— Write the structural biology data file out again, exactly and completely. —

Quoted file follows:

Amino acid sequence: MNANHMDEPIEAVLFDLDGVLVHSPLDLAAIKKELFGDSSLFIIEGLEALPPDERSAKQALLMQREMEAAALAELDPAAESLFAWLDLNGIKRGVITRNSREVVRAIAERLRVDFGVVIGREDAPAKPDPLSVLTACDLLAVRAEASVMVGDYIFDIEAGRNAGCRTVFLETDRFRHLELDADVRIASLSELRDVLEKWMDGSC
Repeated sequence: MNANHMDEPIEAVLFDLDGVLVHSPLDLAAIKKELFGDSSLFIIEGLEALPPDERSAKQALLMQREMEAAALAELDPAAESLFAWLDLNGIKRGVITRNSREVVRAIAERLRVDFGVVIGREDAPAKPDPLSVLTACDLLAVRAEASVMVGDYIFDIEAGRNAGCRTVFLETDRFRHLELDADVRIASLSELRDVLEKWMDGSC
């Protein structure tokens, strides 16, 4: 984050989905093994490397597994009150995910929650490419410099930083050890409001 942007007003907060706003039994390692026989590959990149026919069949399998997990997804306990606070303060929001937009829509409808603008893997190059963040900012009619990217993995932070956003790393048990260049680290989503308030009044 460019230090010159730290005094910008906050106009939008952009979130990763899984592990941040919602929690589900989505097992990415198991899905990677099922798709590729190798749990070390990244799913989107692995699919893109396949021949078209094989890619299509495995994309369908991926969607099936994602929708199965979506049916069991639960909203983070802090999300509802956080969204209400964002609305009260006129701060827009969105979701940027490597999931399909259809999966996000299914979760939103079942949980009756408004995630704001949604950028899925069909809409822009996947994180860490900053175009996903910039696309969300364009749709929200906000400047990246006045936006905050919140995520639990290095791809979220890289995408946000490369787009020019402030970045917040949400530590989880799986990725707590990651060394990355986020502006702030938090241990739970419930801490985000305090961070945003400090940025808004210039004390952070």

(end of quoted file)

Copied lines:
Amino acid sequence: MNANHMDEPIEAVLFDLDGVLVHSPLDLAAIKKELFGDSSLFIIEGLEALPPDERSAKQALLMQREMEAAALAELDPAAESLFAWLDLNGIKRGVITRNSREVVRAIAERLRVDFGVVIGREDAPAKPDPLSVLTACDLLAVRAEASVMVGDYIFDIEAGRNAGCRTVFLETDRFRHLELDADVRIASLSELRDVLEKWMDGSC
Repeated sequence: MNANHMDEPIEAVLFDLDGVLVHSPLDLAAIKKELFGDSSLFIIEGLEALPPDERSAKQALLMQREMEAAALAELDPAAESLFAWLDLNGIKRGVITRNSREVVRAIAERLRVDFGVVIGREDAPAKPDPLSVLTACDLLAVRAEASVMVGDYIFDIEAGRNAGCRTVFLETDRFRHLELDADVRIASLSELRDVLEKWMDGSC
């Protein structure tokens, strides 16, 4: 984050989905093994490397597994009150995910929650490419410099930083050890409001 942007007003907060706003039994390692026989590959990149026919069949399998997990997804306990606070303060929001937009829509409808603008893997190059963040900012009619990217993995932070956003790393048990260049680290989503308030009044 460019230090010159730290005094910008906050106009939008952009979130990763899984592990941040919602929690589900989505097992990415198991899905990677099922798709590729190798749990070390990244799913989107692995699919893109396949021949078209094989890619299509495995994309369908991926969607099936994602929708199965979506049916069991639960909203983070802090999300509802956080969204209400964002609305009260006129701060827009969105979701940027490597999931399909259809999966996000299914979760939103079942949980009756408004995630704001949604950028899925069909809409822009996947994180860490900053175009996903910039696309969300364009749709929200906000400047990246006045936006905050919140995520639990290095791809979220890289995408946000490369787009020019402030970045917040949400530590989880799986990725707590990651060394990355986020502006702030938090241990739970419930801490985000305090961070945003400090940025808004210039004390952070």